Tokuhime (Oda)

Last updated
Oda emblem.svg
BornNovember 11, 1559
DiedFebruary 16, 1636(1636-02-16) (aged 76)
Nationality Japanese
Other namesGotokuhime (五徳姫)
Lady Toku
Spouse Matsudaira Nobuyasu
Children Toku-hime
Family Mon-Oda.png Oda clan
Tokugawa family crest.svg Tokugawa clan

Tokuhime (徳姫, November 11, 1559 – February 16, 1636), also known as Lady Toku (五徳姫, Gotokuhime) [1] [2] and Okazaki-dono (岡崎殿, Lady Okazaki) was a Japanese noble lady from the Sengoku period. She was the eldest daughter of daimyō Oda Nobunaga and his concubine, Lady Kitsuno. She later married Matsudaira Nobuyasu, the first son of Tokugawa Ieyasu. She is remembered as the person most responsible for the deaths of Nobuyasu and his mother, Ieyasu's wife, Lady Tsukiyama.



Tokuhime was engaged to Tokugawa Ieyasu's five-year-old son Nobuyasu in early 1563, when she herself was only three and a half years old. Her marriage was politically motivated and was used to seal an alliance between Tokugawa Ieyasu and Oda Nobunaga.

On July 3rd of 1567, the then-eight-year-old Tokuhime officially married the then-nine-year-old Nobuyasu in Mikawa Province. In 1570, once the 11-year-old Nobuyasu became the lord of Okazaki Castle, Tokuhime became known as Okazaki-dono.

As the years went by, Nobuyasu and Tokuhime became quite attached to each other, however, Tokuhime's mother-in-law, Lady Tsukiyama, made life quite difficult for her and interfered in matters between her and her husband. Lady Tsukiyama was known as a jealous and contrary woman, and even her husband Ieyasu found it difficult to share the same residence as her. Because Tokuhime only gave birth to two daughters in 1576 and 1577, Lady Tsukiyama took a daughter from a couple of former Takeda's retainers to be Nobuyasu's concubines, and this action bothered Tokuhime.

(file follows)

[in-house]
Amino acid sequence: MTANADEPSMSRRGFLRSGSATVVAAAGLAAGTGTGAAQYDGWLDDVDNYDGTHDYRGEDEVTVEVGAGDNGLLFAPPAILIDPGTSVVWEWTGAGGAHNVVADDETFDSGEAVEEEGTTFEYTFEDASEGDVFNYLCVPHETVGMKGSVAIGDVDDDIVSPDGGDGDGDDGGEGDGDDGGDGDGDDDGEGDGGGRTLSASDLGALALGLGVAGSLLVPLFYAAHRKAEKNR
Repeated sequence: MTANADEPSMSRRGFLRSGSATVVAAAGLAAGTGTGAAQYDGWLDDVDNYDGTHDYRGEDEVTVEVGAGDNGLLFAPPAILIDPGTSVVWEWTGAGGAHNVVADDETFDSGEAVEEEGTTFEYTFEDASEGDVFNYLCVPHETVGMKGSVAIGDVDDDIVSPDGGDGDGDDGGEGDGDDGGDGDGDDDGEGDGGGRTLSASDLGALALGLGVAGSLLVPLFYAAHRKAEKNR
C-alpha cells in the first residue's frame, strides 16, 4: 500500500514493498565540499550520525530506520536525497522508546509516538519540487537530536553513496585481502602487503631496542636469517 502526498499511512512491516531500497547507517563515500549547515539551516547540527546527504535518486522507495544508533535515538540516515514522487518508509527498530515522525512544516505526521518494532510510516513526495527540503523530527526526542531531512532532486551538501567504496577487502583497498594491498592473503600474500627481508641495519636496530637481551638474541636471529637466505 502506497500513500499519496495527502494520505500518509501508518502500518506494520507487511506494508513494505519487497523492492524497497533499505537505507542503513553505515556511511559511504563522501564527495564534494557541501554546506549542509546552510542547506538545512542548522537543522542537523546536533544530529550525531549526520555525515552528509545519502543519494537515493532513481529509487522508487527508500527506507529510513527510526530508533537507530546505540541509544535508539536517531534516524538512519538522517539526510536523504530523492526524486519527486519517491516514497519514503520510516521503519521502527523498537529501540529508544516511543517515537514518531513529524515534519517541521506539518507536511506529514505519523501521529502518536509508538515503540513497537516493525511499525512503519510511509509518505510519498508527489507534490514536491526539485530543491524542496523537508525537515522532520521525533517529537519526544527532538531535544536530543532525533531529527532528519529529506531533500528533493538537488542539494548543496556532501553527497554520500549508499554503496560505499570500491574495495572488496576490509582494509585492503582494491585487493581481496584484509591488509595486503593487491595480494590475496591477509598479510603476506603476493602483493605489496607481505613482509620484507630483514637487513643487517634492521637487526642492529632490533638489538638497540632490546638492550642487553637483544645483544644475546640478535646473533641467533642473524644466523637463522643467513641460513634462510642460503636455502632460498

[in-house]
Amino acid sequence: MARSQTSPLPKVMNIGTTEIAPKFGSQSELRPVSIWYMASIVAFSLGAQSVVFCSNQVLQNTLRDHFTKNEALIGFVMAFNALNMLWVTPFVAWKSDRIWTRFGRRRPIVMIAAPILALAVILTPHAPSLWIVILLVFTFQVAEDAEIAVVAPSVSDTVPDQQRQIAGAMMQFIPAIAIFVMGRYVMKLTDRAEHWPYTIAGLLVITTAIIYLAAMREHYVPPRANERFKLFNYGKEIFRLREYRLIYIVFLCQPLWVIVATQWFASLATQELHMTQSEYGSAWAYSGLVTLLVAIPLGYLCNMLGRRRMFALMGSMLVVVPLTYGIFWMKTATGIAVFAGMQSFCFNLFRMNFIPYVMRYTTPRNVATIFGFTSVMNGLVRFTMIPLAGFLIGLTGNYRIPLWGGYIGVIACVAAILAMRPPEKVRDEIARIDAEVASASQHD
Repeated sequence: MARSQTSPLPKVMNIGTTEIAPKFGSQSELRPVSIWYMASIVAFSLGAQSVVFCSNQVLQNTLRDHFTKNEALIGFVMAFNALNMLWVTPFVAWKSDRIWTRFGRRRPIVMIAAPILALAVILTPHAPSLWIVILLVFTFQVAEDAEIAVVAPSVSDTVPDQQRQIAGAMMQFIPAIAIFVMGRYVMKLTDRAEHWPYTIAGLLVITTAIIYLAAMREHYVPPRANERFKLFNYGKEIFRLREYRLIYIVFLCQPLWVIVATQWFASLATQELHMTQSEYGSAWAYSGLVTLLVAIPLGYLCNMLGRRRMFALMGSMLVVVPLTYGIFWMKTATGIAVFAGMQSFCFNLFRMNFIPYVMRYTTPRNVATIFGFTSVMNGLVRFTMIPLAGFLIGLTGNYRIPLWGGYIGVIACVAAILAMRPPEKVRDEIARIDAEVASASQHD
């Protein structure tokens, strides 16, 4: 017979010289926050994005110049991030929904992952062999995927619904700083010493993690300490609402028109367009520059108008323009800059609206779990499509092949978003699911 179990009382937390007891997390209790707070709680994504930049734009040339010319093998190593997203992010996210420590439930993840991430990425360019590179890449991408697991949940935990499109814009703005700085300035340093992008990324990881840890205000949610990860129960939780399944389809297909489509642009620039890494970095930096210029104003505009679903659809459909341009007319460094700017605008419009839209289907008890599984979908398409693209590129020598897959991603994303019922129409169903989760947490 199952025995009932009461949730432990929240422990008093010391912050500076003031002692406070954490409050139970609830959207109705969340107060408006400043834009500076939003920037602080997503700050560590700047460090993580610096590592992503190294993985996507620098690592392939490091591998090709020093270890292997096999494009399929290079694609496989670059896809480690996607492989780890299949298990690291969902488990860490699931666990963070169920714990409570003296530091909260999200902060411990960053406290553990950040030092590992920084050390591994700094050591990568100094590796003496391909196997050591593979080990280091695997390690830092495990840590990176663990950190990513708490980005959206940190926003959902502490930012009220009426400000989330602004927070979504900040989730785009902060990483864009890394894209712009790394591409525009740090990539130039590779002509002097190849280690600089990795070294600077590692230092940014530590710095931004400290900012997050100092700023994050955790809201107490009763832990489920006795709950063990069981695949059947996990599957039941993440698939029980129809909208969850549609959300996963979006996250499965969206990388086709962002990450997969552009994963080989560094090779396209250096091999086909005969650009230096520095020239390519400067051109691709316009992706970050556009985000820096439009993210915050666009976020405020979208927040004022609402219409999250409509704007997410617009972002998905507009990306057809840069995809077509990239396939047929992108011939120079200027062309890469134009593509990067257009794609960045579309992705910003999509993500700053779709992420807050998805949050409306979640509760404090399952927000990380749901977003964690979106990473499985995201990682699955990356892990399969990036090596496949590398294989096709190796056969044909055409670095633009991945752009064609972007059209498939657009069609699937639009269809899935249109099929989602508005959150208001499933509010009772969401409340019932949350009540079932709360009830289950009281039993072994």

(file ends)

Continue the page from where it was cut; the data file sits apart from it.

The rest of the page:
As a young woman, Tokuhime decided to retaliate against Lady Tsukiyama. When Tokuhime was about nineteen, she had had enough of her mother-in-law's interference and wrote a letter to her father, Oda Nobunaga, conveying her suspicion that Lady Tsukiyama had been in secret correspondence with Takeda Katsuyori, one of Nobunaga's worst enemies. Nobunaga relayed this suspicion of betrayal to his ally, Ieyasu, who promptly had his wife imprisoned. As Ieyasu needed to maintain his alliance with Nobunaga, the accusations were taken quite seriously, and as Lady Tsukiyama and her son were quite close, Ieyasu therefore had Nobuyasu put into custody. No solid evidence of treachery ever surfaced, but to assuage his ally, Ieyasu had his wife executed on September 19, 1579. Ieyasu did not believe his son would betray him, but to prevent him from seeking vengeance for the death of his mother, he ordered Nobuyasu to commit suicide by seppuku where he was held at Futamata Castle on October 5th the following month. Although Tokuhime wanted only to anonymously retaliate against Lady Tsukiyama, the situation snowballed, and by the end of 1579, her husband and her mother-in-law were killed and she was a widow.

In 1580, Ieyasu visited Okazaki Castle and met up with Tokuhime on March 2nd. Three days later, on March 5th, Tokuhime departed to return home, escorted by Matsudaira Ietada half of the trip. Her two daughters she had with Nobuyasu were left behind with their grandfather.


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  1. "Kanji Lookup: 姫". Jim Breen's WWWJDIC. Electronic Dictionary Research and Development Group, Monash University. 2011. Retrieved 30 May 2011.
  2. Genius Japanese-English Dictionary, Casio Ex-word XD-H7500 (electronic dictionary) (2 ed.), 2005